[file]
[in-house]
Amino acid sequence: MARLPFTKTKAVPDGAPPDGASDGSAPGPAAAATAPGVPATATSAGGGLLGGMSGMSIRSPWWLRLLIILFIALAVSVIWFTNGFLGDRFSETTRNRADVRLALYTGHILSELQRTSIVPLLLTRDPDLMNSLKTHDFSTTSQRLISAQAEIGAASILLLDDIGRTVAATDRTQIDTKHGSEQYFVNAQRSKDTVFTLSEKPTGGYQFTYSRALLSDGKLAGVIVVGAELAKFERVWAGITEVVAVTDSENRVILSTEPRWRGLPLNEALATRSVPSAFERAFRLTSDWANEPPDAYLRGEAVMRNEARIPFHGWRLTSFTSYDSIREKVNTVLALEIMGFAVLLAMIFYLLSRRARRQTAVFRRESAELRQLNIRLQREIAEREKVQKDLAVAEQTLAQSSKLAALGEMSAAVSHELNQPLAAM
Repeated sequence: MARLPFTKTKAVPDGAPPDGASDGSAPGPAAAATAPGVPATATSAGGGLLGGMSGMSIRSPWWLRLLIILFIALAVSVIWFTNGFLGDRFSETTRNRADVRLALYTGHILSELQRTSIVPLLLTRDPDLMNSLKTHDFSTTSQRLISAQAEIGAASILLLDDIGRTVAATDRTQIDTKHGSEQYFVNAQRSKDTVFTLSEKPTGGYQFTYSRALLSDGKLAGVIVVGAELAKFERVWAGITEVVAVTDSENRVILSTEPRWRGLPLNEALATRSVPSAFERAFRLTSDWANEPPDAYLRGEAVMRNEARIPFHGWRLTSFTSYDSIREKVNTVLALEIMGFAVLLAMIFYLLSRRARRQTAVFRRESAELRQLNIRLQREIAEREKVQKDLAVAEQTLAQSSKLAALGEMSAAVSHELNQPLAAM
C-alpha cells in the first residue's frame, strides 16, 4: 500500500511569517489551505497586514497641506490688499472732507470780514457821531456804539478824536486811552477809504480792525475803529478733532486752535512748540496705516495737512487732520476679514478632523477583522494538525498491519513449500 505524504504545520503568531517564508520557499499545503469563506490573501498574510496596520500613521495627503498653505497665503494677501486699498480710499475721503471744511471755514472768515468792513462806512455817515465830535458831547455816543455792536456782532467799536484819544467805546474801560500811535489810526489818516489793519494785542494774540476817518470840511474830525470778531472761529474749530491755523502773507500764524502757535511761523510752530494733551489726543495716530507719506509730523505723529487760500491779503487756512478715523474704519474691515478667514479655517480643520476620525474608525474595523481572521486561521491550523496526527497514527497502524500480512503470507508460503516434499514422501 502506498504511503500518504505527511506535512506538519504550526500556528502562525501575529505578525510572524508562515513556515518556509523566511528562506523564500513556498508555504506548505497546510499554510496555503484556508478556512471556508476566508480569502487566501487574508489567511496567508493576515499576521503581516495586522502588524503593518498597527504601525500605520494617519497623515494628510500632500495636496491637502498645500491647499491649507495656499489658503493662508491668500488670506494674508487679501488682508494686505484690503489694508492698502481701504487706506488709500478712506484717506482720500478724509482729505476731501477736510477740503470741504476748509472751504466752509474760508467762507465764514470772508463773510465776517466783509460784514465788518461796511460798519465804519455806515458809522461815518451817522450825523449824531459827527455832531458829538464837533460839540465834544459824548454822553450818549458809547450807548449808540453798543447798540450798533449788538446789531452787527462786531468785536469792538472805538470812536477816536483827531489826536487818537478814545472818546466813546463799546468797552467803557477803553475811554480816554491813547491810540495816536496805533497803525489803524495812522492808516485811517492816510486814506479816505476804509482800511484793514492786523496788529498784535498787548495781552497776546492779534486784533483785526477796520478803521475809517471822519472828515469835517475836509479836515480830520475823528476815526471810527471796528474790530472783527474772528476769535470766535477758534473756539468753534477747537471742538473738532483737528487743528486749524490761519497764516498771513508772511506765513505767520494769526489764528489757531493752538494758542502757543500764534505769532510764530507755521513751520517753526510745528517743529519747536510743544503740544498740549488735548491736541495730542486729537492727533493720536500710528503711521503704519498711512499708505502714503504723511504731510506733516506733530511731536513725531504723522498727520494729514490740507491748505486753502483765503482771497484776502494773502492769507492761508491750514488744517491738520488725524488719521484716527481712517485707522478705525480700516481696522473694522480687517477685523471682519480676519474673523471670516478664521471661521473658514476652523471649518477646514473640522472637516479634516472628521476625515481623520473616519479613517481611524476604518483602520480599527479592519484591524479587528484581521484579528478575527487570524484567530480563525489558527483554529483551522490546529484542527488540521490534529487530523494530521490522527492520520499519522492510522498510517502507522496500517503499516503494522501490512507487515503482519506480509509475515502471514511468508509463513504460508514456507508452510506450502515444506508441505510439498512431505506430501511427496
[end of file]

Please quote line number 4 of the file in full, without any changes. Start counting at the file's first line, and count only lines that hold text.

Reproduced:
C-alpha cells in the first residue's frame, strides 16, 4: 500500500511569517489551505497586514497641506490688499472732507470780514457821531456804539478824536486811552477809504480792525475803529478733532486752535512748540496705516495737512487732520476679514478632523477583522494538525498491519513449500 505524504504545520503568531517564508520557499499545503469563506490573501498574510496596520500613521495627503498653505497665503494677501486699498480710499475721503471744511471755514472768515468792513462806512455817515465830535458831547455816543455792536456782532467799536484819544467805546474801560500811535489810526489818516489793519494785542494774540476817518470840511474830525470778531472761529474749530491755523502773507500764524502757535511761523510752530494733551489726543495716530507719506509730523505723529487760500491779503487756512478715523474704519474691515478667514479655517480643520476620525474608525474595523481572521486561521491550523496526527497514527497502524500480512503470507508460503516434499514422501 502506498504511503500518504505527511506535512506538519504550526500556528502562525501575529505578525510572524508562515513556515518556509523566511528562506523564500513556498508555504506548505497546510499554510496555503484556508478556512471556508476566508480569502487566501487574508489567511496567508493576515499576521503581516495586522502588524503593518498597527504601525500605520494617519497623515494628510500632500495636496491637502498645500491647499491649507495656499489658503493662508491668500488670506494674508487679501488682508494686505484690503489694508492698502481701504487706506488709500478712506484717506482720500478724509482729505476731501477736510477740503470741504476748509472751504466752509474760508467762507465764514470772508463773510465776517466783509460784514465788518461796511460798519465804519455806515458809522461815518451817522450825523449824531459827527455832531458829538464837533460839540465834544459824548454822553450818549458809547450807548449808540453798543447798540450798533449788538446789531452787527462786531468785536469792538472805538470812536477816536483827531489826536487818537478814545472818546466813546463799546468797552467803557477803553475811554480816554491813547491810540495816536496805533497803525489803524495812522492808516485811517492816510486814506479816505476804509482800511484793514492786523496788529498784535498787548495781552497776546492779534486784533483785526477796520478803521475809517471822519472828515469835517475836509479836515480830520475823528476815526471810527471796528474790530472783527474772528476769535470766535477758534473756539468753534477747537471742538473738532483737528487743528486749524490761519497764516498771513508772511506765513505767520494769526489764528489757531493752538494758542502757543500764534505769532510764530507755521513751520517753526510745528517743529519747536510743544503740544498740549488735548491736541495730542486729537492727533493720536500710528503711521503704519498711512499708505502714503504723511504731510506733516506733530511731536513725531504723522498727520494729514490740507491748505486753502483765503482771497484776502494773502492769507492761508491750514488744517491738520488725524488719521484716527481712517485707522478705525480700516481696522473694522480687517477685523471682519480676519474673523471670516478664521471661521473658514476652523471649518477646514473640522472637516479634516472628521476625515481623520473616519479613517481611524476604518483602520480599527479592519484591524479587528484581521484579528478575527487570524484567530480563525489558527483554529483551522490546529484542527488540521490534529487530523494530521490522527492520520499519522492510522498510517502507522496500517503499516503494522501490512507487515503482519506480509509475515502471514511468508509463513504460508514456507508452510506450502515444506508441505510439498512431505506430501511427496